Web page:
As I stand in the pews of the Great Synagogue of Rome, surrounded by Ramah colleagues and friends, I feel humbled and inspired by the significance of this building. The Great Synagogue of Rome stands in a neighborhood where Roman Jews have lived in both peace and under oppressive rule for hundreds of years. Throughout this time, the Great Synagogue has continued to be a haven for Jewish practice and tradition that continues to this day. Listening to the prayerful melodies, which are both foreign and familiar, reminds me of just how much Judaism and Ramah have been key pillars in my life.
In February I had the chance to travel to Israel and Italy with Kerem, the Ramah young professional’s cohort. The purpose of our trip was threefold. First, we were brought together to network, get to know one another, talk about our camps, discuss professional and personal challenges, and strengthen the bonds between the various Ramah camps. Second, we went to Jerusalem with our respective Directors to interview Israeli staff members who want to come to Ramah camps to be counselors, specialists, and educators this upcoming summer. Third, we went to Italy to learn about the modern and ancient Jewish connections to Rome.
One specific moment that I continue to think about is the beauty and size of the Great Synagogue of Rome. This synagogue stands proudly in the Jewish Ghetto topped with a square dome that reminds me of large churches throughout the world. Inside the main sanctuary the ceilings and walls are adorned with beautiful colors and decorations such as menorahs, biblical verses, and intricate stone carvings. The idea of this grand synagogue standing within the Jewish Ghetto, where Roman Jews were forcibly contained makes me appreciate the hard work and attention to detail that has been put into the creation and maintenance of such a substantial structure. I am amazed at the beauty of this space and the holiness that I feel here.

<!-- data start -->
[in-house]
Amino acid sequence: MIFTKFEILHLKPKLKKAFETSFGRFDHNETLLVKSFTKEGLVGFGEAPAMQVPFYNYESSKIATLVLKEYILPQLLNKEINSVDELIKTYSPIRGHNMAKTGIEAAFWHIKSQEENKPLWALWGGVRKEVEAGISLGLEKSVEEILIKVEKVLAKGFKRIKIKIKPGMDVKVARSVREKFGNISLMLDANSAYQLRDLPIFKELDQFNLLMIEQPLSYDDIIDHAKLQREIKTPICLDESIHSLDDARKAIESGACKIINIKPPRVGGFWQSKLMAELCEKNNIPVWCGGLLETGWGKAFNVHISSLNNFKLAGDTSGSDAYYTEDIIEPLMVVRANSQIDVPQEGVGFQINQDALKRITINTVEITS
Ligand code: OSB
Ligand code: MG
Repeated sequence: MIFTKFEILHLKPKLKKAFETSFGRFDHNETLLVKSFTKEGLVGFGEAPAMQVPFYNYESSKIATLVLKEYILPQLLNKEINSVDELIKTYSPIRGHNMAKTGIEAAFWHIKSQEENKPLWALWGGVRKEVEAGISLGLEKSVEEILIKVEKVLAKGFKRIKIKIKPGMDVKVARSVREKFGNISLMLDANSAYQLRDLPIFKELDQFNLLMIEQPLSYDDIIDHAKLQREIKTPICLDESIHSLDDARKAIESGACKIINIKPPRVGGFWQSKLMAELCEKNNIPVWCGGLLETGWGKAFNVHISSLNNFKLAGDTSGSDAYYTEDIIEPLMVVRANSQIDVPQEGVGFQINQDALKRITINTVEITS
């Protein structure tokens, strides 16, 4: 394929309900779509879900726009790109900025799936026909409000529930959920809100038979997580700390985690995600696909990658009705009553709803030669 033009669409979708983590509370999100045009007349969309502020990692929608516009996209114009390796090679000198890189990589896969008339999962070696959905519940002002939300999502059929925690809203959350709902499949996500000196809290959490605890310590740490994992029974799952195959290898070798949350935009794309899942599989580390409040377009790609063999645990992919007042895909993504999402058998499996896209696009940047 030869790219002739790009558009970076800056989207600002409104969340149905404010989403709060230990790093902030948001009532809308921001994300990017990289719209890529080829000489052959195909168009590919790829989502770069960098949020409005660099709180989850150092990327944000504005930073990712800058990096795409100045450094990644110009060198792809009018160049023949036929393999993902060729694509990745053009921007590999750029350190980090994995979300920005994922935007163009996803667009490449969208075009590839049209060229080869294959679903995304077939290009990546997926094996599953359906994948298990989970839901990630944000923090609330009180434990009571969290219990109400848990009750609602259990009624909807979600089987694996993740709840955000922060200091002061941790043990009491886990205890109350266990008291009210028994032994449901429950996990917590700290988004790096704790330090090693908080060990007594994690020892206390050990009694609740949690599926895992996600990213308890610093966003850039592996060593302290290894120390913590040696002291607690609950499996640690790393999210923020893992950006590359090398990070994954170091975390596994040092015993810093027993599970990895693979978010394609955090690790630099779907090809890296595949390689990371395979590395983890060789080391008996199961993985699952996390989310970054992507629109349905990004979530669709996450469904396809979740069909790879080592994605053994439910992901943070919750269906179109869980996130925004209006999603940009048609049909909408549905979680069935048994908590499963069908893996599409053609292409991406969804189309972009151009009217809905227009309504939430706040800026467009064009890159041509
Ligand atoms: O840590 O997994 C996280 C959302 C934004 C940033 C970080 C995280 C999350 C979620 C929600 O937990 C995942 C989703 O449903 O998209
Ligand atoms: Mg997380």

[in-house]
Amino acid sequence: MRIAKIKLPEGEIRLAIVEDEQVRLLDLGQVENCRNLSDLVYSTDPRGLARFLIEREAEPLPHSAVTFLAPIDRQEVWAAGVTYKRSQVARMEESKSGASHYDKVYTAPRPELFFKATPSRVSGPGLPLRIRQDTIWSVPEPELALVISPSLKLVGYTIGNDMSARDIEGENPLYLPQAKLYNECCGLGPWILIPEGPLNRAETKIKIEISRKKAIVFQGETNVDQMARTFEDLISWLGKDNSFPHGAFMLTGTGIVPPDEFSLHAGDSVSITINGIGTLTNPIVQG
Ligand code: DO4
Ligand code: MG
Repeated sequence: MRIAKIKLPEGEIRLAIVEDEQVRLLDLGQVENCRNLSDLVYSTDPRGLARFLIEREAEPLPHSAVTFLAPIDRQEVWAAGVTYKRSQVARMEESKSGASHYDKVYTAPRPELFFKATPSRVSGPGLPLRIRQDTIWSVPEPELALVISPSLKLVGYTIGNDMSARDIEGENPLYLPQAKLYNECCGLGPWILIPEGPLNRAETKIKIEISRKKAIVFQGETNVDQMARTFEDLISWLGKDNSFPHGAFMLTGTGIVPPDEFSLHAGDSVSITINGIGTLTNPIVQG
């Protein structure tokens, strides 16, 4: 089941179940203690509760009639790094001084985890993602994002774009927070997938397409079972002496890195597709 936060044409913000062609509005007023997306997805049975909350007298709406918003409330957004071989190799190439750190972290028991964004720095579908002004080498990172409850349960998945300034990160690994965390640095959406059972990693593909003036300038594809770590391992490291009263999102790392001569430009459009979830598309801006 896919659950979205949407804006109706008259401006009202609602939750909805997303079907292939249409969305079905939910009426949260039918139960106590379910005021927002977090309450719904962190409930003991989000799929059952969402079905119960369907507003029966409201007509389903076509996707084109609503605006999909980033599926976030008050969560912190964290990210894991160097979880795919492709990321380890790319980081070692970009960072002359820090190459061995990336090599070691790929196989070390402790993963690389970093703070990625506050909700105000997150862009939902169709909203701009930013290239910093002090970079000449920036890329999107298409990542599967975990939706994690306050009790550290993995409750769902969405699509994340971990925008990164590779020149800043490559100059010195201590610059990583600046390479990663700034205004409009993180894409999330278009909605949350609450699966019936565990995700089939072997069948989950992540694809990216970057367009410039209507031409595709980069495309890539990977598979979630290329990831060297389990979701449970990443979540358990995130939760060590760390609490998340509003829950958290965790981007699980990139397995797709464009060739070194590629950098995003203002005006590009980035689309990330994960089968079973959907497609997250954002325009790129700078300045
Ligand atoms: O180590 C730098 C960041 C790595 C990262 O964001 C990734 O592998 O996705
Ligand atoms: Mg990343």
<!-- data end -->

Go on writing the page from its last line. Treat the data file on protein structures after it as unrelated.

Since returning to the United States I have thought deeply about the lessons learned and meanings derived from my experiences in Israel and Italy. I have come to two conclusions. The first is that Judaism is a multifaceted religion. There are an ever-growing number of communities and customs which, I believe, enhance the uniqueness and beauty of Judaism. While there are many similarities that connect the global Jewish community, there are also a large number of differences. These differences each tell a story about a certain Jewish community or Jewish event that influenced said community. The second conclusion I have come to is that interacting with and learning from Jews around the world makes the Jewish world more connected, more powerful, and more special. The connections that I have gained from the Kerem trip leave me with a greater understanding of Jewish history, diaspora, and new traditions. I leave this trip with greater knowledge of our people and the hard work that it takes to maintain a sense of peoplehood while the people involved live throughout the world.